Cheers,

Sandy

August 26, 2008 at 03:59 PM · Maybe he meant he hadn't heard the later version and I misunderstood him. The one you had, on Capitol, had lots of note mistakes. There are editions you can buy that have those same mistakes; I don't know what the source for them was or what it says about scholarship factoring in violin performance in those days. Another good old Milstein on Capitol was the Kreutzer and I think #8, available on CD now. Also had "Milstein Miniatures" and one that I think was called "Encores." I think some of the stuff on those is available now, but not all of it.

August 26, 2008 at 05:19 PM · Milstein was one of Bach's most fervent advocates. Bach in the earlier 20th century was not as vital in the repertoire as it is now. Violinists like Szigeti, Heifetz (to an extent since he did record all of them) Menuhin, Milstein, Grumiaux and Szyerng were really responsible for bringing it back en vogue. Milstein usually performed Bach on most of his performances - he even would play a movement from a Sonata or Partita after a concerto as an encore. I think he may have one of the firsts to do so. Now, everyone does it.

I always felt that Milstein's playing had an improvisatory feel to it. He seems to always keep you guessing. Even in his performances he would change things constantly. Listen to different recordings of his Paganiniana and he is always tweeking and changing parts to the piece. This free-wheeling style compliments Bach very well. Much of Bach is ornaments of harmonic progressions and Milstein's style really captures the spirit.

August 27, 2008 at 10:19 PM · So what do you think is missing from today's players? One can't really say that(most)people don't play bach musically today. I personally think, at least for Milstein's bach, that the feel of spontaneity is what he has that others are lacking. Teachers should be teaching their students to have expressive and structured bach, but I think they sometimes force their ideas too much on others. If a student (or an adult) plays Bach the same way every time, then what's the purpose of performing it? He or she could just record it and be done with it forever.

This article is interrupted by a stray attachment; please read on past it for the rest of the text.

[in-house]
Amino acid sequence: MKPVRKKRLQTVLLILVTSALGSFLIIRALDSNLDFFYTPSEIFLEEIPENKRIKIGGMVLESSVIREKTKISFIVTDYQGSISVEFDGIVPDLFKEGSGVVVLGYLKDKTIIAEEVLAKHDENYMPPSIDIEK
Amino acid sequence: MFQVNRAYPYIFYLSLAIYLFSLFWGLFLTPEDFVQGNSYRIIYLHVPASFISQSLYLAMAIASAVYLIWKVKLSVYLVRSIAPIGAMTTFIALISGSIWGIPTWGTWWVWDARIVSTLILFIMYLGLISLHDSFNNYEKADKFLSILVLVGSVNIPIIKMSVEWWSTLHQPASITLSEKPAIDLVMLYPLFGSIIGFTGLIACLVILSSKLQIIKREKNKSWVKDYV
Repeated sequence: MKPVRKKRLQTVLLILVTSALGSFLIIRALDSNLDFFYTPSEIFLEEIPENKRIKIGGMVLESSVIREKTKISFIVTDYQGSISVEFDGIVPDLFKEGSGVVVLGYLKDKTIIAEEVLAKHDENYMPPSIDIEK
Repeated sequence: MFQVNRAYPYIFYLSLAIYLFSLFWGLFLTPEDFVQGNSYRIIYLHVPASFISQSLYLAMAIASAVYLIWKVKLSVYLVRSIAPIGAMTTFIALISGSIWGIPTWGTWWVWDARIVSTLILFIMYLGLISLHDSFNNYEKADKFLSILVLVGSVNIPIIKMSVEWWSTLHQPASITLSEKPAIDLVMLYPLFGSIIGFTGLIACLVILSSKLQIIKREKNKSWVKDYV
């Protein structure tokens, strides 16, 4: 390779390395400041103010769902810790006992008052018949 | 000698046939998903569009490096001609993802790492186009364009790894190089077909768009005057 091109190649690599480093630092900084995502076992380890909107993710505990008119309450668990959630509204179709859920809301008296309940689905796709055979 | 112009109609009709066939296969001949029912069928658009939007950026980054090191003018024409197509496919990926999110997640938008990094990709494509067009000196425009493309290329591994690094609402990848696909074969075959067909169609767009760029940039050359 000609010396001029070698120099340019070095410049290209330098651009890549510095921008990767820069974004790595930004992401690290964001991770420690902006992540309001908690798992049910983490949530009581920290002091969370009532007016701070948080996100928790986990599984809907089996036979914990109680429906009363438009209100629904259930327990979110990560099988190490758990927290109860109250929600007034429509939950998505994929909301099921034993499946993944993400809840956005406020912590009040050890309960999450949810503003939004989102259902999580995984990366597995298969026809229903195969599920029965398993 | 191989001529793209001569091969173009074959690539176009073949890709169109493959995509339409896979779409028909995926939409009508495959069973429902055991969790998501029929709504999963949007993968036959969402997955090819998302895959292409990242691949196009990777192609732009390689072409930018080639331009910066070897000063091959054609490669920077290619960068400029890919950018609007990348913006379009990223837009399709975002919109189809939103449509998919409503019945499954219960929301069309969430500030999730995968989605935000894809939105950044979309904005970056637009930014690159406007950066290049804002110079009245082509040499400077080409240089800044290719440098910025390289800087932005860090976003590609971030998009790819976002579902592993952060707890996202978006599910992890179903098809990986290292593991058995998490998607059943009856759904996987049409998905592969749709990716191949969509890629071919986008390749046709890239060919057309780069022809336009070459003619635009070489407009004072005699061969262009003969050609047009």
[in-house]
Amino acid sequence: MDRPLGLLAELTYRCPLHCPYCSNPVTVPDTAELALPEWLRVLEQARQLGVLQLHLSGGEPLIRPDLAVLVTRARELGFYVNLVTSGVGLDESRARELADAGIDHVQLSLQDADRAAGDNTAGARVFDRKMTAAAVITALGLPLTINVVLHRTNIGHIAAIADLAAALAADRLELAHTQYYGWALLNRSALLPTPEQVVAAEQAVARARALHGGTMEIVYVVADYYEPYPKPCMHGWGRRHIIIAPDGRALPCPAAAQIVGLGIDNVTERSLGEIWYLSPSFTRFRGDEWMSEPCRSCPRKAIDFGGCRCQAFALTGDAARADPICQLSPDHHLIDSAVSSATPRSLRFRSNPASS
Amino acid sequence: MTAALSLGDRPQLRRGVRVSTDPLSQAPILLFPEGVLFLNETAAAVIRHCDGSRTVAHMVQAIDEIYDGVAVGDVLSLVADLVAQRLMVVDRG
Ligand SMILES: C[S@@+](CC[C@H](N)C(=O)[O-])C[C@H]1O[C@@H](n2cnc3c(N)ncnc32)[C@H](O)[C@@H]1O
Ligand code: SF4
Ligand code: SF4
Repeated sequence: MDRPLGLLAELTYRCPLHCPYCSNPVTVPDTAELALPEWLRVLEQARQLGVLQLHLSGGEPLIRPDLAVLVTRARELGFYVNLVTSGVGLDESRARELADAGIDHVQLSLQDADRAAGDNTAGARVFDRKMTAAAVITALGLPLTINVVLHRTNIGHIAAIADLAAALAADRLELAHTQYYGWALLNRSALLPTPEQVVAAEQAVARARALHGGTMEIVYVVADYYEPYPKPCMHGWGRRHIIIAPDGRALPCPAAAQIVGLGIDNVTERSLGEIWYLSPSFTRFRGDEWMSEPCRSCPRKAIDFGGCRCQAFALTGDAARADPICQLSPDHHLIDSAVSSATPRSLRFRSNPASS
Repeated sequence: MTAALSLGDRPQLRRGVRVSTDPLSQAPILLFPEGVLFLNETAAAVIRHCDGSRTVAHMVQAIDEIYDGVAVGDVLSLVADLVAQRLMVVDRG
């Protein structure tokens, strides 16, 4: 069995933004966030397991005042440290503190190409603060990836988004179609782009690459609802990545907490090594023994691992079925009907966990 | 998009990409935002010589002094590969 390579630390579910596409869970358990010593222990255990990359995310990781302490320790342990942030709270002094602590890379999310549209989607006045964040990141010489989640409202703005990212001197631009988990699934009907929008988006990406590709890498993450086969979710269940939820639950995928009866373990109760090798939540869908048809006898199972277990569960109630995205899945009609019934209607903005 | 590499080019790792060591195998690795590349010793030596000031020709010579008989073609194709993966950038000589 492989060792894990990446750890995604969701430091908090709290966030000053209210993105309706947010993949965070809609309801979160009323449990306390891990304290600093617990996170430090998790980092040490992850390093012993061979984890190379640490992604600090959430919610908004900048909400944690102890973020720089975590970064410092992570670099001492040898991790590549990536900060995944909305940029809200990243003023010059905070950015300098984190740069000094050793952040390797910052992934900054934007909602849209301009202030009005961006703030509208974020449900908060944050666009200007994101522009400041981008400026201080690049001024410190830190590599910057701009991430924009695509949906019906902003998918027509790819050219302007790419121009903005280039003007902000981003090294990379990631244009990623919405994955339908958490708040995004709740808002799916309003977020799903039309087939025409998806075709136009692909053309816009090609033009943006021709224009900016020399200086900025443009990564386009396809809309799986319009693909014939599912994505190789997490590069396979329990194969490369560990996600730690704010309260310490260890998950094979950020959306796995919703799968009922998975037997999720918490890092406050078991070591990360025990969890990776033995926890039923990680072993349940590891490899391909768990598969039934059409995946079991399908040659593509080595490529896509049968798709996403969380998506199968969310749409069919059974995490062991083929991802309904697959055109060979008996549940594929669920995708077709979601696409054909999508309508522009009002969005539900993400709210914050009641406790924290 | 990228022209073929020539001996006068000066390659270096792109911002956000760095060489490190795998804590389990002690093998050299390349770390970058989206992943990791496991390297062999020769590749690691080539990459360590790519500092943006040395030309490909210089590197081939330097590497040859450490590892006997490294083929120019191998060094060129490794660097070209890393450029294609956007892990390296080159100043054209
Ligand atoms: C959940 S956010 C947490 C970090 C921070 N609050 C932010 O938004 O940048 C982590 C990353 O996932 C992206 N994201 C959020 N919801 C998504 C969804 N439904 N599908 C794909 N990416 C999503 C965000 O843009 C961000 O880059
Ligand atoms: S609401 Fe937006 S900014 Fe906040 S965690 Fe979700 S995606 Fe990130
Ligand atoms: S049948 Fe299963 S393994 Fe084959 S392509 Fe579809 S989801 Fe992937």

August 27, 2008 at 10:57 PM · there is nothing missing in today's great players. great players across generations have individual approaches and therefore voices.

we just pick and choose sides to fit our fancy and carry out debates to fill time.

August 30, 2008 at 11:43 PM · way to kill the discussion. haha

August 31, 2008 at 01:55 AM · al ku wrote: "there is nothing missing in today's great players. great players across generations have individual approaches and therefore voices."

Do you feel that way about violin making as well? Were the violin makers of 1810 just as good as the violin makers of 1710, but different?

August 31, 2008 at 03:46 AM · There were only the two Milstein versions mentioned above. The 2nd Partitia was recorded in the 30s as well. There are some live concert versions as well.

I think the earlier one went out of the catalogue in the 60s when stereo was new and exciting. Mono recordings from the late 40s and 50s tended to get rerecorded or dropped. Some things were out of the catalogue for a long time. In fact, the 50s is about the most unrepresented decade out there, it seems to me.

I prefer the 1950s Milstein cycle. His age (70) shows some in the later one.

The earlier Szeryng one is Sony (old Columbia). I have never liked the sound quality on this recording, so I prefer the DG version. I think they were separated by only 3 or 4 years.

Kevin

September 1, 2008 at 01:10 AM · Both the Nov. 10, '57 recital and the "last" recital (June '86) recordings feature Milstein playing the Chaconne. There's a difference in the quality of the playing in the later version, but, wow--this guy retained far more than he lost in his later years. It's pretty inspiring to hear.

September 1, 2008 at 01:53 AM · Did you ever notice the Last Recital CD doesn't have any trace of audience noise? What recital? I wish it was a straight-shooting recording.

September 1, 2008 at 02:48 AM · there is a wonderful performance by Szeryng of the Partita 2 and Sonata 3. It is Live from Moscow 1961. It is better than his studio recordings. He doesn't hold back and sings even more, and does things with the bow that i've never heard. I recommend this CD to everyone if you can find it!

Kaler's Bach is out. If I could compare it, its somewhat like szeryng's approach but with a little more "baroque flare" and ornamentation...some really neat stuff. Szeryng's and Kaler's is for sure my favorites